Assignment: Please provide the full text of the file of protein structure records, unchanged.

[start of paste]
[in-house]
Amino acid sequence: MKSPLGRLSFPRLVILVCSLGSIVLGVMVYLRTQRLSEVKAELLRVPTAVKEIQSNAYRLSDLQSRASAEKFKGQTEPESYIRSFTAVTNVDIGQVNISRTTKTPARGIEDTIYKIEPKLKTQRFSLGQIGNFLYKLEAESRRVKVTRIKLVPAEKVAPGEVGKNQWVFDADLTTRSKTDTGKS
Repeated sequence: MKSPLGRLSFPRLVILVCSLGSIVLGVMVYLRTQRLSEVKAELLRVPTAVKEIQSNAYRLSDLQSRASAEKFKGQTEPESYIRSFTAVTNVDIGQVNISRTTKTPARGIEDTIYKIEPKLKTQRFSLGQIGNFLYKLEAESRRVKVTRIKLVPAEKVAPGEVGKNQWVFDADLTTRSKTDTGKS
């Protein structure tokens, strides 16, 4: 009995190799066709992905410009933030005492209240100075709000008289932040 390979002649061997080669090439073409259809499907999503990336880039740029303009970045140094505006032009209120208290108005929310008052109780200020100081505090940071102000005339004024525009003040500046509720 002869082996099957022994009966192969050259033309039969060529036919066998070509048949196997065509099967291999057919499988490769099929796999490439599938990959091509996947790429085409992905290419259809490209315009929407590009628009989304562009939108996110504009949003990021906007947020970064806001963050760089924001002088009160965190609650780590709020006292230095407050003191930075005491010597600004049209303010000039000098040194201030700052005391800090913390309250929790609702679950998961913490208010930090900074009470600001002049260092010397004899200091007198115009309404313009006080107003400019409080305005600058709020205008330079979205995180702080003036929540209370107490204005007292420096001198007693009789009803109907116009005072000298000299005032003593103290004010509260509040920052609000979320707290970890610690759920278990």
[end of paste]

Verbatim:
[in-house]
Amino acid sequence: MKSPLGRLSFPRLVILVCSLGSIVLGVMVYLRTQRLSEVKAELLRVPTAVKEIQSNAYRLSDLQSRASAEKFKGQTEPESYIRSFTAVTNVDIGQVNISRTTKTPARGIEDTIYKIEPKLKTQRFSLGQIGNFLYKLEAESRRVKVTRIKLVPAEKVAPGEVGKNQWVFDADLTTRSKTDTGKS
Repeated sequence: MKSPLGRLSFPRLVILVCSLGSIVLGVMVYLRTQRLSEVKAELLRVPTAVKEIQSNAYRLSDLQSRASAEKFKGQTEPESYIRSFTAVTNVDIGQVNISRTTKTPARGIEDTIYKIEPKLKTQRFSLGQIGNFLYKLEAESRRVKVTRIKLVPAEKVAPGEVGKNQWVFDADLTTRSKTDTGKS
């Protein structure tokens, strides 16, 4: 009995190799066709992905410009933030005492209240100075709000008289932040 390979002649061997080669090439073409259809499907999503990336880039740029303009970045140094505006032009209120208290108005929310008052109780200020100081505090940071102000005339004024525009003040500046509720 002869082996099957022994009966192969050259033309039969060529036919066998070509048949196997065509099967291999057919499988490769099929796999490439599938990959091509996947790429085409992905290419259809490209315009929407590009628009989304562009939108996110504009949003990021906007947020970064806001963050760089924001002088009160965190609650780590709020006292230095407050003191930075005491010597600004049209303010000039000098040194201030700052005391800090913390309250929790609702679950998961913490208010930090900074009470600001002049260092010397004899200091007198115009309404313009006080107003400019409080305005600058709020205008330079979205995180702080003036929540209370107490204005007292420096001198007693009789009803109907116009005072000298000299005032003593103290004010509260509040920052609000979320707290970890610690759920278990």